Let’s say you are a behemoth book/food/cloud/everything retail company looking for a place to build a second HQ, wouldn’t it be helpful to have a dynamic, targeted view of labor markets in different localities? We think it would. Our interdisciplinary team of data scientists and behavioral scientists are finding promising new ways to translate social networking data into information organizations of all sizes use to make business decisions.
Recently, we have been spending time analyzing how publicly available data sets enable us to understand real world applications and specifically, how public interactions and social commentary influence and help us to understand our everyday lives. There is still much research that can be done to leverage social media data and the science of human behavior to better understand how these types of datasets can be used to the benefit of individuals, organizations, and indeed society at large. Through our understanding of I/O Psychology and modeling of diverse data, HCW continues to seek opportunities such as this to gain insight into the world of work and its effect on our everyday lives.
Research has shown the power of social media data when added to existing models to better identify potential health related issues (1). Building off some of the work that has been done surrounding social media data and health care, we began our most recent study into the world of work by collecting data from the CDC (health related features like Diabetes, obesity, smoking), American Community Survey (education, income), BLS (unemployment data) US Census (regional demographics) and Twitter. Tweets were categorized into six measures of sentiment including such emotions as anger, engagement and anxiety. The data were selected to give us an understanding of the regional health and demographics of the population and the Twitter sentiment provides access to an individual’s view of the world. We grouped the data by FIPS code (regional identifier) and modeled the data to explain hospital survey measures of care and efficiency like mortality rates and patient response to treatment. Grouping the data by county allowed us to account for regional trends and cultural effects that likely influence the measures being observed in the hospitals.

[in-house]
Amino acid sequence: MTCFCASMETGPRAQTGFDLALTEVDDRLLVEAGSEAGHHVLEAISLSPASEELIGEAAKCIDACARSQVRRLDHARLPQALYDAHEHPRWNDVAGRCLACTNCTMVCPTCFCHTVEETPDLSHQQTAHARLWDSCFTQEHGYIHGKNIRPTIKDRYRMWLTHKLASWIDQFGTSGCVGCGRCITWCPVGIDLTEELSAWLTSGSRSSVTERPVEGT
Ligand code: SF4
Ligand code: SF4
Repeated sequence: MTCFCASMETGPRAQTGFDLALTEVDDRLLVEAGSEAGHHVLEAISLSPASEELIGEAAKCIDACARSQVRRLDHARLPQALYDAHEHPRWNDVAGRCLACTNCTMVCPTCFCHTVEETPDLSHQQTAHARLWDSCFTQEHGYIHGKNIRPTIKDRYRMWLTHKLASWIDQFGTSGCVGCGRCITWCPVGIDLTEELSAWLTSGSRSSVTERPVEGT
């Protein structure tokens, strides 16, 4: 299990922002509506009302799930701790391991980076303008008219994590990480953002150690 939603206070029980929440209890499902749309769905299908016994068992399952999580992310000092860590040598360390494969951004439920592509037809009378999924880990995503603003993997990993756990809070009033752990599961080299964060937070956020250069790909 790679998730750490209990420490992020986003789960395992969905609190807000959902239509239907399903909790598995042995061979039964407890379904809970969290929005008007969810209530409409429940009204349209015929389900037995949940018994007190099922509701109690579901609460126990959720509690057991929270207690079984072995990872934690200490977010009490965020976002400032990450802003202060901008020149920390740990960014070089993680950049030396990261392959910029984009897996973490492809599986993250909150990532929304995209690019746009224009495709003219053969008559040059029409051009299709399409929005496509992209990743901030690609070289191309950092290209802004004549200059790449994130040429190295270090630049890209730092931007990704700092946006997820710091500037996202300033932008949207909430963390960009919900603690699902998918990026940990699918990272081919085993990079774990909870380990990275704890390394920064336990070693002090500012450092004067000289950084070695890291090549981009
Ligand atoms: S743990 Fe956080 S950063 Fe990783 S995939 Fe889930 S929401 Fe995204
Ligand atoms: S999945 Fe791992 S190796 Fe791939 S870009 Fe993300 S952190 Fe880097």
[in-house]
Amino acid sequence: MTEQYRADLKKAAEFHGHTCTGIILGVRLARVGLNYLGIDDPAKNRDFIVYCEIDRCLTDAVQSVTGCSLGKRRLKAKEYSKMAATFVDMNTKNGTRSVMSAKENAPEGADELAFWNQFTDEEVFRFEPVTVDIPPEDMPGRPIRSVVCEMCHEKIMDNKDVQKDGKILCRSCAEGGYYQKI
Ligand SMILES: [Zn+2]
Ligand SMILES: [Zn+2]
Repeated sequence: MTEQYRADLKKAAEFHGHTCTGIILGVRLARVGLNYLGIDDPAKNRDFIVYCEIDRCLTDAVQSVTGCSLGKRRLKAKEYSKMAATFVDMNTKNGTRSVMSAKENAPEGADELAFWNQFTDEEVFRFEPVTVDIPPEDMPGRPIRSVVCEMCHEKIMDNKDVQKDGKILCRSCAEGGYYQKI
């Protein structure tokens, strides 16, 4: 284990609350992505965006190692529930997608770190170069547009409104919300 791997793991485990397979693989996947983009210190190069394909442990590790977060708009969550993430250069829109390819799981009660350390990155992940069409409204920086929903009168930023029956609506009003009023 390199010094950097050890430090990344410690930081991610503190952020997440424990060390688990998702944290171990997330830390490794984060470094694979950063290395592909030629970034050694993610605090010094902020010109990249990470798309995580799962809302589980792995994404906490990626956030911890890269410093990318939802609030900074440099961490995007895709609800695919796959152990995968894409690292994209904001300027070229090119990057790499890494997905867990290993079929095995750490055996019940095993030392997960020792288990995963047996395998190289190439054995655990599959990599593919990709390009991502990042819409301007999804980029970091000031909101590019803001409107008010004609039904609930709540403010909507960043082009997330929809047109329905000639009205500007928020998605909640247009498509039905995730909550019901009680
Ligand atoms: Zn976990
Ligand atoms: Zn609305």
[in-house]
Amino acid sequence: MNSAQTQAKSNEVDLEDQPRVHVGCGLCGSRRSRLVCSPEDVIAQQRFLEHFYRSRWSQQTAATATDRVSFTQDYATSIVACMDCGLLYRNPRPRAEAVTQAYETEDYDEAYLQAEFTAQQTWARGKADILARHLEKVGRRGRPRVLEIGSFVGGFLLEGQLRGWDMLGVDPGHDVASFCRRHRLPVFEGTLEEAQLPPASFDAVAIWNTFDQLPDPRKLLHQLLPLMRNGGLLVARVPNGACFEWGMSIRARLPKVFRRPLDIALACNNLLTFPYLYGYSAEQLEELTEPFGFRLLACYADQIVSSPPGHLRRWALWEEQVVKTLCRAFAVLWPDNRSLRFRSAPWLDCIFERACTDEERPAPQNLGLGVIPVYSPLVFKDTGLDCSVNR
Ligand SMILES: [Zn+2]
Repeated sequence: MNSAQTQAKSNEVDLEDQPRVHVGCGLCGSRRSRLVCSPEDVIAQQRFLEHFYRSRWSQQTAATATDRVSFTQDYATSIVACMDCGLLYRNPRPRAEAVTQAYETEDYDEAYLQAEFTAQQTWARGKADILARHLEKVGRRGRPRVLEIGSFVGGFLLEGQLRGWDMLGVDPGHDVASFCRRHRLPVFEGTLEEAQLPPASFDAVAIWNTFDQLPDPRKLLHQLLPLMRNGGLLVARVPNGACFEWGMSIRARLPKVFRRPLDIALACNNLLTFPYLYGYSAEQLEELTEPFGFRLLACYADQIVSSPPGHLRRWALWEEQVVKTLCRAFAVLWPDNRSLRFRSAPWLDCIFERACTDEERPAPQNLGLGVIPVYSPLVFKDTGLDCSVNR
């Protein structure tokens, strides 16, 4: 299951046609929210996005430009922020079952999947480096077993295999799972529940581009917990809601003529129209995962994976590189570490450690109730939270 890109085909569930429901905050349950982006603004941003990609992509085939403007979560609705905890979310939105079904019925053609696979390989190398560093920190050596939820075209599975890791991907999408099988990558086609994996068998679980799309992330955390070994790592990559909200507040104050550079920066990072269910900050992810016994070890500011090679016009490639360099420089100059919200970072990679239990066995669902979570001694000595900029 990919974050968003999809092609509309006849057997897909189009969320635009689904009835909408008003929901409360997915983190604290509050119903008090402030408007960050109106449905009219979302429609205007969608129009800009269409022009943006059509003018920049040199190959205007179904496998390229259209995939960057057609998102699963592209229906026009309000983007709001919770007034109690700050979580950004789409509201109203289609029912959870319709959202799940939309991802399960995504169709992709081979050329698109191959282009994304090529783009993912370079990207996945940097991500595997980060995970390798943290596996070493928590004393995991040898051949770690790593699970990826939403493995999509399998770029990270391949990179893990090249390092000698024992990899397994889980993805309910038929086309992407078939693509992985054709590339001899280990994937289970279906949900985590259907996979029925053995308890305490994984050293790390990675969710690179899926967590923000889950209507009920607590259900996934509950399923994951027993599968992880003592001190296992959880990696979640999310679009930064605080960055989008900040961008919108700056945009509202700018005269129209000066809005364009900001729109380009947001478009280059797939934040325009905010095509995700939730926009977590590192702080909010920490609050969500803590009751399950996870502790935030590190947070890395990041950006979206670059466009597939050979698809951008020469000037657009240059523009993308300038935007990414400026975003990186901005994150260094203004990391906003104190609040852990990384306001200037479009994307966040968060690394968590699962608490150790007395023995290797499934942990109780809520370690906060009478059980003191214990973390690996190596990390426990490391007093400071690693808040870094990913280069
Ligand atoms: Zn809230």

The most striking findings were the correlations between the social media features of our data set and its potential to explain regional employment trends. Specifically, Twitter sentiment showed high correlation and potential predictability towards understanding regional unemployment trends across various demographics. For example, in areas of the country exhibiting high levels of disengagement in their tweets, there was strong correlation with unemployment levels. Combining the twitter sentiment with health-related features and demographic data we started to see even greater explanatory power for regional unemployment levels.
We are continuing to study the relationships between diverse data sets and labor markets not only to feed our intellectual curiosity but also to further understand human capital models and their use in everyday business-related decisions. For businesses with extensive human capital needs, a near real-time awareness of the health of targeted labor markets can have profound impacts on both strategy and operation — something that could augment data from your current Census, university recruiting, salary benchmarking, and quality of life-based models.
But even if you are not looking to invest a few billion in a new campus, real time awareness of the labor market can be a powerful tool for directing your organization’s human capital programs. Recruiting is the most obvious, and indeed most direct. Recruiters could use this awareness to better focus recruiting efforts and more accurately target compensation in employment offers. Other Talent Management functions such as workforce planning and training and development could also use this kind of visibility into the labor market to understand the environment that they operate in and make better decisions about whether to build (train), buy (hire), or borrow (contract) the knowledge, skills and abilities they need.
(1) Eichstaedt, J. C., Schwartz, H. A., Kern, M. L., Park, G., Labarthe, D. R., Merchant, R. M.,et al. (2015). Psychological language on Twitter predicts county-level heart disease mortality, Psychological Science, 26(2), 159–169.